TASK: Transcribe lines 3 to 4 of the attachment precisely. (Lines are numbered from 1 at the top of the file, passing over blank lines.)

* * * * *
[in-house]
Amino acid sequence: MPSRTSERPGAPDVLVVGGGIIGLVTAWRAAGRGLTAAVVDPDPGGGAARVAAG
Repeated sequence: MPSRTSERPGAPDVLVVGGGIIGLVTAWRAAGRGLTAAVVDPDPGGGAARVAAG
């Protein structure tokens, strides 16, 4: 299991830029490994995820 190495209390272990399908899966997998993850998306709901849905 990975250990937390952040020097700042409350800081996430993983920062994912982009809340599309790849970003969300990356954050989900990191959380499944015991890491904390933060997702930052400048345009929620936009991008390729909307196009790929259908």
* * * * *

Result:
Repeated sequence: MPSRTSERPGAPDVLVVGGGIIGLVTAWRAAGRGLTAAVVDPDPGGGAARVAAG
């Protein structure tokens, strides 16, 4: 299991830029490994995820 190495209390272990399908899966997998993850998306709901849905 990975250990937390952040020097700042409350800081996430993983920062994912982009809340599309790849970003969300990356954050989900990191959380499944015991890491904390933060997702930052400048345009929620936009991008390729909307196009790929259908």